For some, Fox News and Glenn Beck are the purest propaganda. For others, they are the closest thing to truth, and propaganda is Democracy Now and Noam Chomsky.
Cataloging must stay away from this and strive to be “objective”. So far, the only way to achieve this has been to describe an item as it describes itself. Therefore, something that denies the Holocaust but claims it does not, should not be described as Holocaust denial literature. A text that catalogers (and any reasonable person) would say is outrageously racist, bigoted, etc. but claims it is not, should not be described by the cataloger as “Hate speech”.
In the future, other methods may be discovered besides describing an item as it describes itself. But even then, cataloging should stay as far away from those matters as possible, and trust that it is the individual users who are the best people to decide. We should not decide for them.
And if the only solution is to have, as you put it, “broad, timid and politically correct” subject headings, then so be it.
Posting to Autocat
On 9/4/2015 1:10 AM, J. McRee Elrod wrote:
“Hate literature” or “Hate speech”as a genre term would be very subjective, and applying it would require the cataloger to make a value judgment about the work.
Agreed. Applying a code to “predatory” journal records has the same problem, in addition to the time consuming research required to identify such resources.
When I suggested leaving it to the professor, I was thinking more of acceptance as a valid citation, e.g., some will accept “Wikipedia”, and some won’t; it is a value judgement.
Yes, there is a clear delineation of responsibility of the selector/person responsible for collection development and that of the cataloger, who is responsible for describing and organizing the items into the collection in ways that are as consistent and unbiased as possible. Sometimes there are reasons to make it more difficult to access certain materials because of possibilities of theft or damage to sexually explicit or controversial materials. Perhaps some materials should be withdrawn altogether, but it is nevertheless the job of the catalogers to remain as unbiased as possible, and they should not try to make materials more difficult for the public to find in the catalog based on the cataloger’s own opinions.
For instance, I can imagine using the term “Hate speech” only if it is used pretty much explicitly on the item I would be cataloging, e.g. http://www.worldcat.org/oclc/32590695 but even in this case, the cataloger did a good job by adding the subjects:
Oral communication — Social aspects
Freedom of speech
By the way, even the Wikipedia page says: “The neutrality of this section is disputed” (https://en.wikipedia.org/wiki/Hate_speech) I don’t know how it could be anything else!
OCLC printed its last library catalog cards today, officially closing the book on what was once a familiar resource for generations of information seekers who now use computer catalogs and online search engines to access library collections around the world.
And now, five things:
- Another DAM Podcast interview with Jennifer Veiga and Theresa Honig of American Media.
- Clean up your DAM.
- The strange history of the East Village’s most famous street.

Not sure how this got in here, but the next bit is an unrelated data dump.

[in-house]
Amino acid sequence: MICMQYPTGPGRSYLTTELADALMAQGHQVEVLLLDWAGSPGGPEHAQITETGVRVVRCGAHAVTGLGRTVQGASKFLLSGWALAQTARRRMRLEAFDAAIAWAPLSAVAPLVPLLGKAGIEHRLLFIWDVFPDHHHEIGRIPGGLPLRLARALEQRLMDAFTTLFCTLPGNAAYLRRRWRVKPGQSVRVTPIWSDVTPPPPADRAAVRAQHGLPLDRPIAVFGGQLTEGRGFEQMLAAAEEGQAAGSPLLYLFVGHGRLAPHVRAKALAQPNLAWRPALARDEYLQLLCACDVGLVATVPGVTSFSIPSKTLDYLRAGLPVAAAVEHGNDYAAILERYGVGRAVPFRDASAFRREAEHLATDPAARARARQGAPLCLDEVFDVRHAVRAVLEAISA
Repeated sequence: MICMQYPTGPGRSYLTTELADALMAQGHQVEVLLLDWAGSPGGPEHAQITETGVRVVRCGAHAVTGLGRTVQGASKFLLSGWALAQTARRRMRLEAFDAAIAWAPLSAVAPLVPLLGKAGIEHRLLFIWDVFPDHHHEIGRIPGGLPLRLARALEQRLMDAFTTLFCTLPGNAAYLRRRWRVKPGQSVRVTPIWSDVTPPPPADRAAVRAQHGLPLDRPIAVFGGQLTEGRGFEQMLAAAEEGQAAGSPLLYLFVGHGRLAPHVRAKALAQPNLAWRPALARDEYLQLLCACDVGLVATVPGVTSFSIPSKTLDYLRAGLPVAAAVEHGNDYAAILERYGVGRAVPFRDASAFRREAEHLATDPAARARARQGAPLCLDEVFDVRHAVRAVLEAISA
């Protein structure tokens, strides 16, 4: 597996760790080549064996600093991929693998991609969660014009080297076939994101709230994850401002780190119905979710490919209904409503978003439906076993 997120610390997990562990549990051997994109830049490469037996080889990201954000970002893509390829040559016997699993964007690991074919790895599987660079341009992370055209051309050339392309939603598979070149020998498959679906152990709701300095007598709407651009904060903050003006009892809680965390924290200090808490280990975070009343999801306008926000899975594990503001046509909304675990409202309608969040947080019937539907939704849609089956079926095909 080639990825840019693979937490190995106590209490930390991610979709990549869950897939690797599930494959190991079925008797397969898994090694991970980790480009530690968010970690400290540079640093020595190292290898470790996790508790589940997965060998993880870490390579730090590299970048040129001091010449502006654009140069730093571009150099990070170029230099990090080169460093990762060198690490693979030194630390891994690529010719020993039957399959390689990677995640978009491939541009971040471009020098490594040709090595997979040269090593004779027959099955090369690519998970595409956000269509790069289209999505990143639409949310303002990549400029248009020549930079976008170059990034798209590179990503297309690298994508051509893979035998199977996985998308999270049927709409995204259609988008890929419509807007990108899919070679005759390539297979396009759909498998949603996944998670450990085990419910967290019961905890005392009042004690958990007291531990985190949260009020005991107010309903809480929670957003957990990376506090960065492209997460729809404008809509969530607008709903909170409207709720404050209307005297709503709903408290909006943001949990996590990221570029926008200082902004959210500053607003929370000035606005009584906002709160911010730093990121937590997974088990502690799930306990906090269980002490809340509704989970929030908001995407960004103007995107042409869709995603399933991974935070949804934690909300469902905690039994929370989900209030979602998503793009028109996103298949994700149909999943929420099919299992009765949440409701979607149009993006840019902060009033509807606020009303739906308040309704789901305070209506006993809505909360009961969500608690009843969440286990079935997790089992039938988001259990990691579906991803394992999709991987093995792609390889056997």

- What is metadata-driven design and how does it apply to mobile apps?
- How a collection of sci fi fanzines helps us understand life before the Internet.
BONUS: Metadatabetween Archivists’ Toolkit and…
Posting to Autocat
On 30/09/2015 8.56, Fatima al-Bazzal wrote:
I have some concerns about using “History” as a free floating subdivision and i want to share them with you, my question is divided into three parts:
Many of your questions are answered in the SCM for History http://www.loc.gov/aba/publications/FreeSHM/H1647.pdf. The entire procedure is important, including the end, “Subdivisions not further subdivided by –History”
Also, if a heading is authorized, it can be used, e.g.
i- International relations–History–20th century versus International relations–20th century
If you look in the NAF, International relations–History is authorized while International relations–20th century is not. Use the form that is authorized.
All of this is terribly complicated, much of it is arbitrary and there are mistakes everywhere in our catalogs (understandably enough). Also, while such procedures were absolutely vital in a card catalog, it is difficult to determine how much of this is really necessary in today’s keyword environment, or how it could all be made easier for catalogers and users.
Comment to LinkedIn message about the article from the Atlantic Magazine The Plot Twist: E-Book Sales Slip, and Print Is Far From Dead
A more in-depth discussion about these numbers is here: http://authorearnings.com/report/september-2015-author-earnings-report/ In short, they found:
“So far in 2015, the AAP’s reports have charted a progressive decline in both ebook sales and overall revenue for the AAP’s member publishers.”
“During that same period in 2015, Amazon’s overall ebook sales have continued to grow in both unit and dollar terms, fueled by a strong shift in consumer ebook purchasing behavior away from traditionally-published ebooks and toward indie-published- and Amazon-imprint-published ebooks.
These “non-traditionally-published” books now make up nearly 60% of all Kindle ebooks purchased in the US, and take in 40% of all consumer dollars spent on those ebooks.”
So, they conclude that the traditional publishers are losing market share, but that the independents are doing much better, and that actually, ebook publishing is higher than ever. What is happening is that people are turning away from the traditional publishers. The main publishers’ decision to raise prices hurt their sales seriously. People have found that they have a choice.
I love printed books, but I think we are living on borrowed time. The Google Books-Publishers agreement was not implemented, but if it had gone through and there was full access to all of Google Books–through libraries!–the information world would be completely different than it is now. If all of those Google Books were available electronically, it would have to hit circulation numbers somehow. I wonder how much?